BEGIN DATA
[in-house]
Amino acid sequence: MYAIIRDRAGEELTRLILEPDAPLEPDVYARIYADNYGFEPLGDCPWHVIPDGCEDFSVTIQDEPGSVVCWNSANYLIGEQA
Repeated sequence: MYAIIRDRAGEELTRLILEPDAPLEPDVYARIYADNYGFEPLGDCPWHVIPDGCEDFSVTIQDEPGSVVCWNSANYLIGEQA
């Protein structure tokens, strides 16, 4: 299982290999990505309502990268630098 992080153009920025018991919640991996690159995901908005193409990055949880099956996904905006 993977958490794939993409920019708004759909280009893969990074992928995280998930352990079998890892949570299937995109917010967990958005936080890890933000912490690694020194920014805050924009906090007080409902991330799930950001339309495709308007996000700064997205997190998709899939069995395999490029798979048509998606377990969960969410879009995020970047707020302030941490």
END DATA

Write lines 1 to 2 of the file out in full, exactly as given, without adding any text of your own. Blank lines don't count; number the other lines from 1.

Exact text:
[in-house]
Amino acid sequence: MYAIIRDRAGEELTRLILEPDAPLEPDVYARIYADNYGFEPLGDCPWHVIPDGCEDFSVTIQDEPGSVVCWNSANYLIGEQA